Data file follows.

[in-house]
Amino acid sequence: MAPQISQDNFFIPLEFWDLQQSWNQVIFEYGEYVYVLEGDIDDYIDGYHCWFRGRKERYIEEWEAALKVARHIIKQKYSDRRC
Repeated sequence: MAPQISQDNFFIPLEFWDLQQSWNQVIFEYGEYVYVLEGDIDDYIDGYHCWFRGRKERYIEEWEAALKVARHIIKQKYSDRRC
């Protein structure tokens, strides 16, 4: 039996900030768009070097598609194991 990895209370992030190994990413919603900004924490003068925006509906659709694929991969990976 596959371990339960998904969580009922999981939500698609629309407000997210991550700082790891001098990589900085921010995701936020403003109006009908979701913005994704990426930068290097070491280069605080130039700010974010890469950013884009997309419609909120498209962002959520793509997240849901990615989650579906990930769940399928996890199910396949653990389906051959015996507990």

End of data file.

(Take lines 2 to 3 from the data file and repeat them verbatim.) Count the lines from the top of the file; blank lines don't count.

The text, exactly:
Amino acid sequence: MAPQISQDNFFIPLEFWDLQQSWNQVIFEYGEYVYVLEGDIDDYIDGYHCWFRGRKERYIEEWEAALKVARHIIKQKYSDRRC
Repeated sequence: MAPQISQDNFFIPLEFWDLQQSWNQVIFEYGEYVYVLEGDIDDYIDGYHCWFRGRKERYIEEWEAALKVARHIIKQKYSDRRC